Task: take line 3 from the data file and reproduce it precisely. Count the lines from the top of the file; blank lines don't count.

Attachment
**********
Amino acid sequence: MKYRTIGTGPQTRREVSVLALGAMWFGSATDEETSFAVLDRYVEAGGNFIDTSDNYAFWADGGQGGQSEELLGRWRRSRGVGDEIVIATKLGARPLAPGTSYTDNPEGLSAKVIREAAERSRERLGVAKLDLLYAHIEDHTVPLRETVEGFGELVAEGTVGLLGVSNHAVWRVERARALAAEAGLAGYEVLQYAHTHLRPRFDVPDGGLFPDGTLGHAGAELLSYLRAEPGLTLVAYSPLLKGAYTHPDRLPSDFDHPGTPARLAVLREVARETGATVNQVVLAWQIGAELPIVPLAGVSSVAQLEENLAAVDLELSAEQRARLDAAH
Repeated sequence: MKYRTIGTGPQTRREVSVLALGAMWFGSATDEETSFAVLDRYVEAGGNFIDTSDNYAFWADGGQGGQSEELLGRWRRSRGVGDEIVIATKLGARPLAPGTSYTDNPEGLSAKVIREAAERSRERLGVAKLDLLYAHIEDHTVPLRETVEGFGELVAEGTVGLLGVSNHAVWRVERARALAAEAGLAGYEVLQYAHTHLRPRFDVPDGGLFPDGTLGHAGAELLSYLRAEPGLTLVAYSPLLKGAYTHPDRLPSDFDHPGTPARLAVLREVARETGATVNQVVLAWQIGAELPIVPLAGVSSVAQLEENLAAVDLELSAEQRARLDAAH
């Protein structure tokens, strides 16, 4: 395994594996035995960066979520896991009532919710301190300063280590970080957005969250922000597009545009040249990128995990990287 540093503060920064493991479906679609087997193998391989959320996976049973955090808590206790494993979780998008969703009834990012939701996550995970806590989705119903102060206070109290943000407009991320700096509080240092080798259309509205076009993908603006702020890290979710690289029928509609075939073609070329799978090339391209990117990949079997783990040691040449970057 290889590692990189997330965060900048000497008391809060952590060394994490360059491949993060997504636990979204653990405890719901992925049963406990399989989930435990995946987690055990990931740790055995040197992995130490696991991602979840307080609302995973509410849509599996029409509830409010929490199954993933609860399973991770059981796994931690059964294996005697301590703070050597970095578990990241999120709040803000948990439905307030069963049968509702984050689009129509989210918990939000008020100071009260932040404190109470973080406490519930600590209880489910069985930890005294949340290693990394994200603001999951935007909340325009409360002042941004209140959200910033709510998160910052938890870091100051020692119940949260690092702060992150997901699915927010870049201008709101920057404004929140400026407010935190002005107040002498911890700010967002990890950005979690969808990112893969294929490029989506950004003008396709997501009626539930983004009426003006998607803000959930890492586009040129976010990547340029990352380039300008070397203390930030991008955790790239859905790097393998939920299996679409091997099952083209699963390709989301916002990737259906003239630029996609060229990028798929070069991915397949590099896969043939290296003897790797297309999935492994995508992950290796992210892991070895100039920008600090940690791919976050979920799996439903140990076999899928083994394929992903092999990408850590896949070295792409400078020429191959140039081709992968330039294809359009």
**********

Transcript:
């Protein structure tokens, strides 16, 4: 395994594996035995960066979520896991009532919710301190300063280590970080957005969250922000597009545009040249990128995990990287 540093503060920064493991479906679609087997193998391989959320996976049973955090808590206790494993979780998008969703009834990012939701996550995970806590989705119903102060206070109290943000407009991320700096509080240092080798259309509205076009993908603006702020890290979710690289029928509609075939073609070329799978090339391209990117990949079997783990040691040449970057 290889590692990189997330965060900048000497008391809060952590060394994490360059491949993060997504636990979204653990405890719901992925049963406990399989989930435990995946987690055990990931740790055995040197992995130490696991991602979840307080609302995973509410849509599996029409509830409010929490199954993933609860399973991770059981796994931690059964294996005697301590703070050597970095578990990241999120709040803000948990439905307030069963049968509702984050689009129509989210918990939000008020100071009260932040404190109470973080406490519930600590209880489910069985930890005294949340290693990394994200603001999951935007909340325009409360002042941004209140959200910033709510998160910052938890870091100051020692119940949260690092702060992150997901699915927010870049201008709101920057404004929140400026407010935190002005107040002498911890700010967002990890950005979690969808990112893969294929490029989506950004003008396709997501009626539930983004009426003006998607803000959930890492586009040129976010990547340029990352380039300008070397203390930030991008955790790239859905790097393998939920299996679409091997099952083209699963390709989301916002990737259906003239630029996609060229990028798929070069991915397949590099896969043939290296003897790797297309999935492994995508992950290796992210892991070895100039920008600090940690791919976050979920799996439903140990076999899928083994394929992903092999990408850590896949070295792409400078020429191959140039081709992968330039294809359009």